Learning is a feedback loop

You and your team have just finished a course. How do you know that you’ve learned? Assessment is one of the trickiest areas in education. Most “assessment” in the industry devolves into memory quizzes. But simply quizzing students on whether they’ve memorized the appropriate answers doesn’t tell you anything about learning.

O’Reilly integrates assessment into almost all aspects of our learning experiences. We focus on formative assessment—in other words, providing useful feedback—rather than “quantifying students.” Our work on computable content opens the door for live coding as part of assessment. We don’t give quizzes that test whether you can remember the right answer: we can give actual coding assignments, and evaluate learners’ solutions.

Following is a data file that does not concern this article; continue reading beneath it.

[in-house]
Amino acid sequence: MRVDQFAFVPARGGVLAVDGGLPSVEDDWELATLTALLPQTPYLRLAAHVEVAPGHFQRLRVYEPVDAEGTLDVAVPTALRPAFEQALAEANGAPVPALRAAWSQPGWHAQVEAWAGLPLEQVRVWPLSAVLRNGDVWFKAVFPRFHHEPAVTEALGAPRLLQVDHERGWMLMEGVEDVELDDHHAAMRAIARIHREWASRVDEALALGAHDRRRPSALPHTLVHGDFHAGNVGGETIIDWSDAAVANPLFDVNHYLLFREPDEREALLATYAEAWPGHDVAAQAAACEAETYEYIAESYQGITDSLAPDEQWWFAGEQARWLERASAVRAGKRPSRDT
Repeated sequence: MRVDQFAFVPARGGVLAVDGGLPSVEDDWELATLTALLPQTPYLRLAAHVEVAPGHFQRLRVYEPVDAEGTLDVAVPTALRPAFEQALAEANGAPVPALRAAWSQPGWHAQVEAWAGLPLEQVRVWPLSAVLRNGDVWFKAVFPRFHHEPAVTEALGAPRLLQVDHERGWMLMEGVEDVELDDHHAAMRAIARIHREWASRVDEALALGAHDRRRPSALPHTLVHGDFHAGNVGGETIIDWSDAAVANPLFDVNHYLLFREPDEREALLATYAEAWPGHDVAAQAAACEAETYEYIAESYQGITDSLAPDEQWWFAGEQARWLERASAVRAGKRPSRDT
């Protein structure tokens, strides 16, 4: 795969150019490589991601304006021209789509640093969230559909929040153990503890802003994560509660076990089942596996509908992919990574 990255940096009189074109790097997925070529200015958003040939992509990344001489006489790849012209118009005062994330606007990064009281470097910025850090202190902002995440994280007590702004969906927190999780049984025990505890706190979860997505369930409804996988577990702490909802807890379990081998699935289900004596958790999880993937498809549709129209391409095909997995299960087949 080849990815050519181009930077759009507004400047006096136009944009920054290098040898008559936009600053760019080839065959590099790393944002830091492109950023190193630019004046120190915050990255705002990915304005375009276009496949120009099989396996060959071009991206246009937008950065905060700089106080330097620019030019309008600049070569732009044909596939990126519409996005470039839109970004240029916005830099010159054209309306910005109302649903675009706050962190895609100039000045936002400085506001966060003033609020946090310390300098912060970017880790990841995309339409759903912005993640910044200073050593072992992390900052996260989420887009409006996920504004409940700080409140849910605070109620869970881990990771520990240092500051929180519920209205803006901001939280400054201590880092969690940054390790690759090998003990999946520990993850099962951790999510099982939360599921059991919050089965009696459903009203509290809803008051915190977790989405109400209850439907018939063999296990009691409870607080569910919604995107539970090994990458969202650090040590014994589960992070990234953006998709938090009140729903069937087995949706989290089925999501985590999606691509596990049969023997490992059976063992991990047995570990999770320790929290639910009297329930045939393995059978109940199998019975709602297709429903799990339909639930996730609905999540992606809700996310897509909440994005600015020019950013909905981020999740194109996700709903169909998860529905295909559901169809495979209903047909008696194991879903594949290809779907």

This kind of assessment goes hand-in-hand with instructor feedback: our instructors can see students’ weaknesses and can help them through tough spots, rather than just assign a grade. And we can recommend content for future learning, with full knowledge of the students’ strengths and weaknesses. If a student is weak in some areas, additional background may be helpful. If a student is particularly strong, she may be able to skip ahead. All this is part of our subscription-based learning platform.

Offerings: What do you want to learn?